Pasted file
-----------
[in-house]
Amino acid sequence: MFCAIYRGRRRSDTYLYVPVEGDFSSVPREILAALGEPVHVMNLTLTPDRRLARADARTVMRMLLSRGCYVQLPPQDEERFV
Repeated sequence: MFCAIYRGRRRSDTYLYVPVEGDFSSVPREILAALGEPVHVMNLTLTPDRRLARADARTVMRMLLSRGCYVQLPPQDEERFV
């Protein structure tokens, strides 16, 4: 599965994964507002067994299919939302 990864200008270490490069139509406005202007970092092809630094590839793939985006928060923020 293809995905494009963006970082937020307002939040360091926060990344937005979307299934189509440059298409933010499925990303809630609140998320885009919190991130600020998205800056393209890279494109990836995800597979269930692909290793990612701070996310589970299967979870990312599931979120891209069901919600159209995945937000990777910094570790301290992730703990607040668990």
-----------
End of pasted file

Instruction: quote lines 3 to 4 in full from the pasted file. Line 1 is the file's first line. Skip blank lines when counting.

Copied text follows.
Repeated sequence: MFCAIYRGRRRSDTYLYVPVEGDFSSVPREILAALGEPVHVMNLTLTPDRRLARADARTVMRMLLSRGCYVQLPPQDEERFV
């Protein structure tokens, strides 16, 4: 599965994964507002067994299919939302 990864200008270490490069139509406005202007970092092809630094590839793939985006928060923020 293809995905494009963006970082937020307002939040360091926060990344937005979307299934189509440059298409933010499925990303809630609140998320885009919190991130600020998205800056393209890279494109990836995800597979269930692909290793990612701070996310589970299967979870990312599931979120891209069901919600159209995945937000990777910094570790301290992730703990607040668990």